Nobel victor says prize 'a win for human race'

Nobel prize in physics winners: LIGO scientists win award for spotting gravitational waves flowing through the Earth

2017 Nobel Prize in Physics awarded to LIGO and gravitational wave detectors

Takaaki Kajita, a Japanese scientist who won the 2015 Nobel Prize in physics, has been leading a project to search for gravitational waves using the giant detector.

Rainer Weiss of the Massachusetts Institute of Technology and Barry Barish and Kip Thorne of the California Institute of Technology won the 2017 prize for a combination of highly advanced theory and equipment design, Sweden's Royal Academy of Sciences announced.

The Nobel prize for physics has been awarded to three scientists who were the first to observe gravitational waves.

Three more black hole mergers have been detected since then, including one that received added confirmation from the Virgo gravitational-wave detector in Italy and was announced just last week. They told the world past year that they had spotted gravitational waves travelling through the universe, which were caused by two massive black holes circling around each other before eventually colliding.

Several hundred people are working on the LIGO project in the United States of America with additional support and contributions from teams in the UK, Germany, Australia and around the globe.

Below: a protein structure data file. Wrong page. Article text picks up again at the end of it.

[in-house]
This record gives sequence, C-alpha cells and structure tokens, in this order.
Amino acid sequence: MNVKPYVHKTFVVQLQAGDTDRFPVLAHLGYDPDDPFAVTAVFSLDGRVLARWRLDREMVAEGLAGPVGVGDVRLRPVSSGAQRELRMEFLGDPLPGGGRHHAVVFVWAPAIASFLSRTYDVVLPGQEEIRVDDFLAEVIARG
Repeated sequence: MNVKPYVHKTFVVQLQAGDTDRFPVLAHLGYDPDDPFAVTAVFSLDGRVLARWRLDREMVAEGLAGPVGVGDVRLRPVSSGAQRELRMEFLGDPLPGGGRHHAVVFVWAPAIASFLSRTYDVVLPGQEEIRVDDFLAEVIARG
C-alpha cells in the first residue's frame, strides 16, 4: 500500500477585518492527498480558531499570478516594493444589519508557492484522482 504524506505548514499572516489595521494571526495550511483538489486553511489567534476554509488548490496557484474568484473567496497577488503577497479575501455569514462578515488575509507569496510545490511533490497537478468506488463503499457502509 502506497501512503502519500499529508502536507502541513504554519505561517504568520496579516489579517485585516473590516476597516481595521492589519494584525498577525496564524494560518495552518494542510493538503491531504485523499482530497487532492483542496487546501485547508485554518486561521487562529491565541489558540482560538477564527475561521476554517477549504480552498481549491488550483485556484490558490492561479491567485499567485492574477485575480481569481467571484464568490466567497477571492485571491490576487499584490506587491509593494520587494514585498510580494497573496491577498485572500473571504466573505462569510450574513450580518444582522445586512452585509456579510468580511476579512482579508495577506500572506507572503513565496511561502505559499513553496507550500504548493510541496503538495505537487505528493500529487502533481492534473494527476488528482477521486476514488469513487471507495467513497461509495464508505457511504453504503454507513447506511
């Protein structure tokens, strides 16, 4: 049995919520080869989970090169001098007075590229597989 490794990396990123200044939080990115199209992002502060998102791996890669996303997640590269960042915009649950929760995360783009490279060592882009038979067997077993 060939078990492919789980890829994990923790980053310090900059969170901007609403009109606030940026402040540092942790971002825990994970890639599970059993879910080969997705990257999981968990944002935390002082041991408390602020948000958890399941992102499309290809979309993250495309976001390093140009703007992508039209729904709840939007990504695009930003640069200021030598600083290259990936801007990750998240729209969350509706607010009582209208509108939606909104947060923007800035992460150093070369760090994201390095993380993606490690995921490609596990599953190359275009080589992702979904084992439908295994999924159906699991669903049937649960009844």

LIGO, the Laser Interferometer Gravitational-Wave Observatory, is a collaborative project with over 1,000 researchers from more than 20 countries.

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LIGO was considered the odds-on favorite for this year's Nobel Prize in physics, but the laureates didn't get the official word until early today.

The first gravitational wave detected was in the form of an audible chirp that some call the music of the cosmos.

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"We live in an epoch where rational reasoning associated with evidence isn't universally accepted and is in fact in jeopardy". "There are a huge amount of the universe that radiate gravitational waves". These ripples are known as gravitational waves.

He, Mr Thorne and Mr Barish "ensured that four decades of effort led to gravitational waves finally being observed", the Nobel announcement said.

From left to right: Rainer Weiss, Kip Thorne, and Barry Barish.

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LIGO is operated by Caltech and MIT with funding from the US National Science Foundation (NSF), and supported by over 1,000 researchers around the world, including those at the Universities of Glasgow, Cardiff and Birmingham amongst others in the UK. Wiess' device was inspired by an invention in the late 1800s by physicist (and fellow Nobel Prize winner) Albert Michelson.

Professor Jame Hough, associate Director of the IGR, said "I'm proud to have worked with my colleagues in Ligo honoured by the committee".

In his general theory of relativity in 1916, Einstein postulated the existence of space-time ripples caused by whirling massive objects.

They were key scientists who helped spot the waves, one of the most fundamental and mysterious forces flowing through the universe.

Kip Thorne is a Feynman Professor of Theoretical Physics at California Institute of Technology.

Drever died this year; the Nobel Prize is not awarded posthumously.

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